Leading Change: Are You Strong Enough Not to Leave Scars? #peopleskills

Leading Change: Inner Strength Sustains Everyone

When leaders weaken inside, their attempts to lead change falter. The weakness can leave teams with scars that impede the very success the changes were supposed to foster.


Leaders, Are You Strong Enough NOT to Leave Scars?


Leading Change: Image is a Stone Rippling Even Trails in Sand

Leading Change: Strong Enough Not to Leave Scars? Image from Istock.com

Image licensed from Istock.com.

Leading Change: Inner Strength Ushers in Success

In 25+ years of working with leaders, I have seen a broad range of their results in leading change. I’ve seen the great, the good, the bad, and the unfortunate. One constant emerged: Leaders with inner strength that equaled the vision, ushered in success without leaving deep scars. How and why does this work?

  1. They balance purpose with empathy.

    These leaders lead change with commitment to the change and with respect for the people that must make it happen. They avoid inflicting deep scars by not weakening and tipping to one side or the other.

    When leaders focus only on the purpose they lose the people. When they focus only on the people’s feelings, they can lose momentum toward the purpose. Where is your balance between purpose and empathy? Are you strong enough to balance and not leave scars?

  2. They balance confidence and humility.

    Picture bombastic leaders leading change. What’s your gut response to this picture? Can you imagine yourself saying: They’re so full of hot air, maybe we’ll get lucky and they’ll blow away? Over confidence and lack of humility leave scars through the absence of connection.

    Humility balanced with self-confidence draws people in. This balance energizes others with care instead of repelling them like an exploding gas pipe.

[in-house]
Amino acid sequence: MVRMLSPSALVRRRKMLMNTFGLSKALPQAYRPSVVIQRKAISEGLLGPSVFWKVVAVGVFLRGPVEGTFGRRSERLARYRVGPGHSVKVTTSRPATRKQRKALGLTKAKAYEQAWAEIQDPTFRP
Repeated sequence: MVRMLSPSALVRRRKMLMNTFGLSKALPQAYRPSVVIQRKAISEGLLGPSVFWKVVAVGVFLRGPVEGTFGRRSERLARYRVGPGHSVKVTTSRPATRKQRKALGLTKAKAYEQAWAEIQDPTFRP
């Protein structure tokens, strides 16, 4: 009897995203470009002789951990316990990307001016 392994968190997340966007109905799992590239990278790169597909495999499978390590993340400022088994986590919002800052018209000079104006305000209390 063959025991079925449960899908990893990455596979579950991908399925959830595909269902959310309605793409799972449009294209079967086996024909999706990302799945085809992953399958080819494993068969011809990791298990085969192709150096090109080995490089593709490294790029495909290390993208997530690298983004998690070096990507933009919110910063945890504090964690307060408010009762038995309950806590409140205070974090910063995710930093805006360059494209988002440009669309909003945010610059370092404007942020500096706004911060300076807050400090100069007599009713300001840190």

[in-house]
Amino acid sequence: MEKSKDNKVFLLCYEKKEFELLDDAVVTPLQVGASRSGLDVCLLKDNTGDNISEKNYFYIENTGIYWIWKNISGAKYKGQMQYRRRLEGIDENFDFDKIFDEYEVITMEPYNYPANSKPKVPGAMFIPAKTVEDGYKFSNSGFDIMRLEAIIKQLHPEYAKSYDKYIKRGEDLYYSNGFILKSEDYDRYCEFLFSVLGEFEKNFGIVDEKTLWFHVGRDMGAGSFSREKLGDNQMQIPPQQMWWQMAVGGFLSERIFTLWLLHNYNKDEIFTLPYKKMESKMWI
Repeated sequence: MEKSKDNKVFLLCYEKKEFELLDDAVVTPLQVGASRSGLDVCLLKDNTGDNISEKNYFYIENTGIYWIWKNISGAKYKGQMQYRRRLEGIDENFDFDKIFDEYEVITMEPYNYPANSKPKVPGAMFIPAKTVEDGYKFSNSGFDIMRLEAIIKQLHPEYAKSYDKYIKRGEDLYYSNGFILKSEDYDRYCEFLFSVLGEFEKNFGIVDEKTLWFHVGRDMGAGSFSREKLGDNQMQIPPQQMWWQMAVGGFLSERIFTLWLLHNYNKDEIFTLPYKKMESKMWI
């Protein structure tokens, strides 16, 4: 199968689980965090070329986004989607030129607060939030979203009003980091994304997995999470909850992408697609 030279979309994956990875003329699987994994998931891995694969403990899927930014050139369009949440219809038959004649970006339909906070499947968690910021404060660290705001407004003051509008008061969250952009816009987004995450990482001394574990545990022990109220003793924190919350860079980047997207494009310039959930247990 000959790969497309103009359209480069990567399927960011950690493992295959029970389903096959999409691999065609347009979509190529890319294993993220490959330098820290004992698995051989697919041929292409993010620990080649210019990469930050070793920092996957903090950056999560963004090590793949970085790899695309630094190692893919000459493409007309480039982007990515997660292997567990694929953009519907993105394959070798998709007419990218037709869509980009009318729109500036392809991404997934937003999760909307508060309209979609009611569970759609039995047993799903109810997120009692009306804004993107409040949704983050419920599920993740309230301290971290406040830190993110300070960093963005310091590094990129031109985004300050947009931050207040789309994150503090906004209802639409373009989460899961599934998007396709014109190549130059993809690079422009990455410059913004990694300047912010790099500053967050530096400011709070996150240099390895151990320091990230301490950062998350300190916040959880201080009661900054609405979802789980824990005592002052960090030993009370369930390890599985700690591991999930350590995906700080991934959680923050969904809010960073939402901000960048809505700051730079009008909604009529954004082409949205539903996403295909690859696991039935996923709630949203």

Similarly, leaders’ lack of confidence and commitment leaves everyone scarred through abandonment. Do you have the inner strength to balance self-confidence and humility? It is the sustaining force that both leads and feeds during tough times of change.

  3. They know and manage their own disappointment and demons.

    Mid-level leaders and team leads who must lead change they don’t like, are at the greatest risk of leaving deep team scars that impede success. In acting out their resistance, they use the team to protest the change. Yet this self-indulgent weakness has little power to block the change and damages morale, the teams, the respect the teams have for those leaders.

    Successful leaders don’t use the teams to resist the change. They work through their own disappointment with inner strength and commit to helping the teams thrive in change.

  4. They are optimistic realists.

    Leading change takes both optimism and realism. Leaders who lead change well are hopeful and believe in possibilities. They are also realistic not dreamy-eyed. They have the inner strength to take risks and possess the discipline to work through all the challenges.

    This balance of optimism and realism prevents the scars that come from wishful thinking, foolish fantasy, and avoidance of the truth. Inner strength to maintain this balance is key to leading change without leaving scars.

  5. They are strong enough to overcome the comfort of habit.

    The comfort of habit is a powerful force that impedes change and success. Repetition and habit create high levels of expertise that feel good. Change temporarily reduces the comfort of high performance as teams face new demands under pressure. People fear this dip in performance. It doesn’t feel good. It cuts at their personal identity.